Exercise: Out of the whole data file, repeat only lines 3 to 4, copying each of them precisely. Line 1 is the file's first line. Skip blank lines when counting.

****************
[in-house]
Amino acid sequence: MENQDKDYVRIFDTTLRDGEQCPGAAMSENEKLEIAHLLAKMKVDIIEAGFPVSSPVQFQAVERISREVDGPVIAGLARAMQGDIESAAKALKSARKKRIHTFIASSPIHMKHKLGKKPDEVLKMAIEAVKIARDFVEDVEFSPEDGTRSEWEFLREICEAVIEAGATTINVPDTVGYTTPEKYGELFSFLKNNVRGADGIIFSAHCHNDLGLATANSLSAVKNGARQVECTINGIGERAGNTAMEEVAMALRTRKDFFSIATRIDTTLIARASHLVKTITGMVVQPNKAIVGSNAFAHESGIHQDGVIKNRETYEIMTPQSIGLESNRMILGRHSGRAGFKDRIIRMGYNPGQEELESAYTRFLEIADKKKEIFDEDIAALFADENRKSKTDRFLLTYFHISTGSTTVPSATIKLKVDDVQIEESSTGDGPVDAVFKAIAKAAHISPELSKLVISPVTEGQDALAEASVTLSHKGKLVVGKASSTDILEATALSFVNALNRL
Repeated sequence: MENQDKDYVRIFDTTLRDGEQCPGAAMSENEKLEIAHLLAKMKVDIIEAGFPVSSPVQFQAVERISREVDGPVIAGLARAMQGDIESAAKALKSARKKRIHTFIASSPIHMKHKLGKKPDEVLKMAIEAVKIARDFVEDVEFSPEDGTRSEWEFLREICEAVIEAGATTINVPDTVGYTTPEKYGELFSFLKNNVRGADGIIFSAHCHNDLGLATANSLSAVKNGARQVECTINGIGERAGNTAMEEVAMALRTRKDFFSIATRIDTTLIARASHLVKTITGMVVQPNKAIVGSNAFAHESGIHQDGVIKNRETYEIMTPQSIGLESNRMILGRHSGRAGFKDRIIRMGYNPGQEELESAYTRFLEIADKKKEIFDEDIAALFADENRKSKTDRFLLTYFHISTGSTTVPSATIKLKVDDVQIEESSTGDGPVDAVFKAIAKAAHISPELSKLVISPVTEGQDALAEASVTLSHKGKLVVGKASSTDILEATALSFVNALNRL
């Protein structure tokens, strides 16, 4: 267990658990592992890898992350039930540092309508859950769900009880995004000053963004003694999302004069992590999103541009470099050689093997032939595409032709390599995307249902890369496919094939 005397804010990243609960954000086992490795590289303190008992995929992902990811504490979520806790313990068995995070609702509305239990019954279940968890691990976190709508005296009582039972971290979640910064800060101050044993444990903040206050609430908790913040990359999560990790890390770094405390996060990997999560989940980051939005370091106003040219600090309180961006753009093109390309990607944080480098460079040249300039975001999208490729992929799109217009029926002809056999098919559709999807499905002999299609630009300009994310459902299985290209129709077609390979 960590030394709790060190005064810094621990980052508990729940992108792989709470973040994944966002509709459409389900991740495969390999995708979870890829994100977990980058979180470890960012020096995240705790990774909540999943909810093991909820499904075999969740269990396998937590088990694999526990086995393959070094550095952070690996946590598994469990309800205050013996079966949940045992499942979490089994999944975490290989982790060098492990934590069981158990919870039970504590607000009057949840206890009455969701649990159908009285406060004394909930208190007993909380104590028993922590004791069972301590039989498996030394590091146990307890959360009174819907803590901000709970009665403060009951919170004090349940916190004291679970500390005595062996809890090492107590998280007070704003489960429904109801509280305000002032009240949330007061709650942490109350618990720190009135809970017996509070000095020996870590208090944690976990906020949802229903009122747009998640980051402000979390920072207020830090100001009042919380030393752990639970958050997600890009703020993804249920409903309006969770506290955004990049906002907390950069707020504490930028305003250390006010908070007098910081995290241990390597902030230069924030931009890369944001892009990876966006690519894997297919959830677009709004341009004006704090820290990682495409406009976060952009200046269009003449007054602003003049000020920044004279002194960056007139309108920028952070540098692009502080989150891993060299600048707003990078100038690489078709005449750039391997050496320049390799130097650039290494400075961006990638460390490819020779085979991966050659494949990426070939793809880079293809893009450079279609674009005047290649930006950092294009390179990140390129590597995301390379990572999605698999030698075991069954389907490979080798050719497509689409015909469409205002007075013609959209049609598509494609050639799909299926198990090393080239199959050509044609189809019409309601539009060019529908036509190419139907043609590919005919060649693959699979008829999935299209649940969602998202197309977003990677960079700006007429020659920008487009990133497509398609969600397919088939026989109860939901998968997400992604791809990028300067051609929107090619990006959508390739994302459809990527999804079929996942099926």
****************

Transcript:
Repeated sequence: MENQDKDYVRIFDTTLRDGEQCPGAAMSENEKLEIAHLLAKMKVDIIEAGFPVSSPVQFQAVERISREVDGPVIAGLARAMQGDIESAAKALKSARKKRIHTFIASSPIHMKHKLGKKPDEVLKMAIEAVKIARDFVEDVEFSPEDGTRSEWEFLREICEAVIEAGATTINVPDTVGYTTPEKYGELFSFLKNNVRGADGIIFSAHCHNDLGLATANSLSAVKNGARQVECTINGIGERAGNTAMEEVAMALRTRKDFFSIATRIDTTLIARASHLVKTITGMVVQPNKAIVGSNAFAHESGIHQDGVIKNRETYEIMTPQSIGLESNRMILGRHSGRAGFKDRIIRMGYNPGQEELESAYTRFLEIADKKKEIFDEDIAALFADENRKSKTDRFLLTYFHISTGSTTVPSATIKLKVDDVQIEESSTGDGPVDAVFKAIAKAAHISPELSKLVISPVTEGQDALAEASVTLSHKGKLVVGKASSTDILEATALSFVNALNRL
């Protein structure tokens, strides 16, 4: 267990658990592992890898992350039930540092309508859950769900009880995004000053963004003694999302004069992590999103541009470099050689093997032939595409032709390599995307249902890369496919094939 005397804010990243609960954000086992490795590289303190008992995929992902990811504490979520806790313990068995995070609702509305239990019954279940968890691990976190709508005296009582039972971290979640910064800060101050044993444990903040206050609430908790913040990359999560990790890390770094405390996060990997999560989940980051939005370091106003040219600090309180961006753009093109390309990607944080480098460079040249300039975001999208490729992929799109217009029926002809056999098919559709999807499905002999299609630009300009994310459902299985290209129709077609390979 960590030394709790060190005064810094621990980052508990729940992108792989709470973040994944966002509709459409389900991740495969390999995708979870890829994100977990980058979180470890960012020096995240705790990774909540999943909810093991909820499904075999969740269990396998937590088990694999526990086995393959070094550095952070690996946590598994469990309800205050013996079966949940045992499942979490089994999944975490290989982790060098492990934590069981158990919870039970504590607000009057949840206890009455969701649990159908009285406060004394909930208190007993909380104590028993922590004791069972301590039989498996030394590091146990307890959360009174819907803590901000709970009665403060009951919170004090349940916190004291679970500390005595062996809890090492107590998280007070704003489960429904109801509280305000002032009240949330007061709650942490109350618990720190009135809970017996509070000095020996870590208090944690976990906020949802229903009122747009998640980051402000979390920072207020830090100001009042919380030393752990639970958050997600890009703020993804249920409903309006969770506290955004990049906002907390950069707020504490930028305003250390006010908070007098910081995290241990390597902030230069924030931009890369944001892009990876966006690519894997297919959830677009709004341009004006704090820290990682495409406009976060952009200046269009003449007054602003003049000020920044004279002194960056007139309108920028952070540098692009502080989150891993060299600048707003990078100038690489078709005449750039391997050496320049390799130097650039290494400075961006990638460390490819020779085979991966050659494949990426070939793809880079293809893009450079279609674009005047290649930006950092294009390179990140390129590597995301390379990572999605698999030698075991069954389907490979080798050719497509689409015909469409205002007075013609959209049609598509494609050639799909299926198990090393080239199959050509044609189809019409309601539009060019529908036509190419139907043609590919005919060649693959699979008829999935299209649940969602998202197309977003990677960079700006007429020659920008487009990133497509398609969600397919088939026989109860939901998968997400992604791809990028300067051609929107090619990006959508390739994302459809990527999804079929996942099926």